Checkup: (n) a thorough examination
A writer certainly knows, when he submits his material to an editor, that he or she needs to prepare for critique. You can’t keep your job as an editor if you read stuff, smile and say, “Looks good to me.”
I’ve never taken my car to a mechanic without this technician finding something wrong with the vehicle. There’s no money, work or future for a mechanic who admires your car.
Likewise, arriving at a doctor’s office is an invitation to be dissected–sometimes literally. Although you may insist to yourself that you’re merely going in for a checkup, after they have fully analyzed all your numbers, they will most assuredly recommend some sort of tune-up.
Sometimes if you don’t take them seriously, they will foretell your doom and gloom if you ignore the diagnosis.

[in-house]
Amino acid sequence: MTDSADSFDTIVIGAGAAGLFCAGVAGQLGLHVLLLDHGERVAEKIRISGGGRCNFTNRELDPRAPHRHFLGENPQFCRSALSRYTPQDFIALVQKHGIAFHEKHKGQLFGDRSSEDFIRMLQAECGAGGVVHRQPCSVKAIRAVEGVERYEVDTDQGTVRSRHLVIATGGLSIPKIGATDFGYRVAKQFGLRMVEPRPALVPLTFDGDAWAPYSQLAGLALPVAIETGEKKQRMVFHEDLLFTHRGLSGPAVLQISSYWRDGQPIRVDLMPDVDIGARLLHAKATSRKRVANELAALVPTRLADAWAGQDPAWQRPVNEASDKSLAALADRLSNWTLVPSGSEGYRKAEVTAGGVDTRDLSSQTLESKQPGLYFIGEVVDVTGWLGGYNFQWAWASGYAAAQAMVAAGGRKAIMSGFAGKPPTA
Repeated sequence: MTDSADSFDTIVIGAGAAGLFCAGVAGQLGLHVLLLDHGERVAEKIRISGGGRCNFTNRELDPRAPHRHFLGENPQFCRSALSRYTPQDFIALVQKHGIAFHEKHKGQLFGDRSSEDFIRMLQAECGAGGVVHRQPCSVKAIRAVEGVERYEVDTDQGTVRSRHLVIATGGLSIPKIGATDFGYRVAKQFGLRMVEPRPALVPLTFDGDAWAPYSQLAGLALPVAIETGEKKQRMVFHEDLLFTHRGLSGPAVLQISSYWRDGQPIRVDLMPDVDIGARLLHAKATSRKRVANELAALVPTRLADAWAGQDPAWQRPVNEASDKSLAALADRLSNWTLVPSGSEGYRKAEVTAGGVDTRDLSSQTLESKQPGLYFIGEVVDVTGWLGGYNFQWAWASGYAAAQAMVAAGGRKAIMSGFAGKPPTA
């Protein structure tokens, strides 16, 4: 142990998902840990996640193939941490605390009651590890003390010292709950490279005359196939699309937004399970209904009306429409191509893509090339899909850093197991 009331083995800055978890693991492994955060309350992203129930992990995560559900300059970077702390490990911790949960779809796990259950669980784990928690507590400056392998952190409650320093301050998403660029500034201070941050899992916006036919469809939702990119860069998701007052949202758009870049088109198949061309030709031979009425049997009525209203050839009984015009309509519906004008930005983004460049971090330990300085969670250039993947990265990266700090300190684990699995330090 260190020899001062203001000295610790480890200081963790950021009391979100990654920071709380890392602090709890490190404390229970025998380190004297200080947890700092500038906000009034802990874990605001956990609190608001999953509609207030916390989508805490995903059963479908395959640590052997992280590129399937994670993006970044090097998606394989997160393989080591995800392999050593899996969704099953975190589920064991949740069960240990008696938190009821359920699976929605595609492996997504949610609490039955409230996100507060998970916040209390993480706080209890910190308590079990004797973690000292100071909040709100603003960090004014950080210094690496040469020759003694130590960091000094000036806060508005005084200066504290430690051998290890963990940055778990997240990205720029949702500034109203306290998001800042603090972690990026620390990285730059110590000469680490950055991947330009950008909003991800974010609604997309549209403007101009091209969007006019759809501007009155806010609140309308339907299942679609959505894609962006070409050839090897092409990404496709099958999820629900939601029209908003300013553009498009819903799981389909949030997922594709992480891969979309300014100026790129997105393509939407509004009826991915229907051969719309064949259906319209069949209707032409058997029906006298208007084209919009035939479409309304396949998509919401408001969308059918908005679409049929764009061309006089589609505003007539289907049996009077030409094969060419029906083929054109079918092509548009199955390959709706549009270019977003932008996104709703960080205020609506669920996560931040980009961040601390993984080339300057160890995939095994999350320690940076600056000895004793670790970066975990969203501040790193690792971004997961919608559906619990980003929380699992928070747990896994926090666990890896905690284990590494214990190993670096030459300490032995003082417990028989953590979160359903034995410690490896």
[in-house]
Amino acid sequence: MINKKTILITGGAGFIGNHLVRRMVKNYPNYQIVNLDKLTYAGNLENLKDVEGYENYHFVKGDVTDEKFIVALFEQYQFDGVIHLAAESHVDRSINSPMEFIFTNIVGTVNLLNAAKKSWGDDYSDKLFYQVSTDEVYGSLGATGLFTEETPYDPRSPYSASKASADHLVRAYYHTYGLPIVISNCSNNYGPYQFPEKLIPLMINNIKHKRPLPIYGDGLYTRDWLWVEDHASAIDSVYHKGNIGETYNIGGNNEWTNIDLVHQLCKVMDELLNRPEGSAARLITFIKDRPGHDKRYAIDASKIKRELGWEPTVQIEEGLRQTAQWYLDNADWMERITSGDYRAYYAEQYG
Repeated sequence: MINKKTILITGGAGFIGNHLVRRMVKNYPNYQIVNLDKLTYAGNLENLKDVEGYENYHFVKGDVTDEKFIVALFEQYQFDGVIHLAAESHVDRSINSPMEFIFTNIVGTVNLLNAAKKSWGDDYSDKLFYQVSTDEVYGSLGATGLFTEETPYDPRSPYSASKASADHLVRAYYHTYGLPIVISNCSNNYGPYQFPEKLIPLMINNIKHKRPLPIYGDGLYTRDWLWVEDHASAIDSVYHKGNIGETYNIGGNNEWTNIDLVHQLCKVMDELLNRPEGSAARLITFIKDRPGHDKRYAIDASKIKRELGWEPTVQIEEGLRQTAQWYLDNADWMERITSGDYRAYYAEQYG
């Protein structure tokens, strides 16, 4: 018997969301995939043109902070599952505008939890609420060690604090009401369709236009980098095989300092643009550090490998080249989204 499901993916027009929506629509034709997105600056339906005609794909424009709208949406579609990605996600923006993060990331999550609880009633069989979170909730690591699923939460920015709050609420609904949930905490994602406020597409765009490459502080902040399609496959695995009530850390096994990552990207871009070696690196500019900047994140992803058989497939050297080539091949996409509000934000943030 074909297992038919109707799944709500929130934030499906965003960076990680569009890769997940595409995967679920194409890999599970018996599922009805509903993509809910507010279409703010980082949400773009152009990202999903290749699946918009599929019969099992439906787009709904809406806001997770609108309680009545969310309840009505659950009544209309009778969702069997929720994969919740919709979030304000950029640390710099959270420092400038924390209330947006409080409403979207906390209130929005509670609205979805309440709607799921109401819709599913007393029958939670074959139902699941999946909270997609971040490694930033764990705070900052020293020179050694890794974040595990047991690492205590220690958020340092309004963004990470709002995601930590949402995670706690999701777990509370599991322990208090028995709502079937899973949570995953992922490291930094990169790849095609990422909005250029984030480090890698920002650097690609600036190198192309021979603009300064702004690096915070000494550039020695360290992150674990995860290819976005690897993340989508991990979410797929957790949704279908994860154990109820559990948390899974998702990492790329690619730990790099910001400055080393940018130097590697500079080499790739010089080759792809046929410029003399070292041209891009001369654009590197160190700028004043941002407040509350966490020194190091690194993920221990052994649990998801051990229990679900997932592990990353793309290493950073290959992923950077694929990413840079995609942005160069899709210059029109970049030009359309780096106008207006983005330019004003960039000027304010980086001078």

Between you, me and the fencepost (and I’m not so sure I trust that piece of wood stickin’ out of the ground) it’s a racket. The American health system is in the business of putting us through tests that we most certainly will fail.
Because without us failing, medication cannot be prescribed, drug companies will lose their profit margins, and financial institutions–where we have invested our money–will not make much dividend.
So in a strange sense, we give $100 to the medical field so that the drug companies and Wall Street can prosper through ailments, and at the end we receive $2.20 of our original money back in dividends in our IRAs.
Is this a good deal?
Of course not.
But welcome to the glories of capitalism.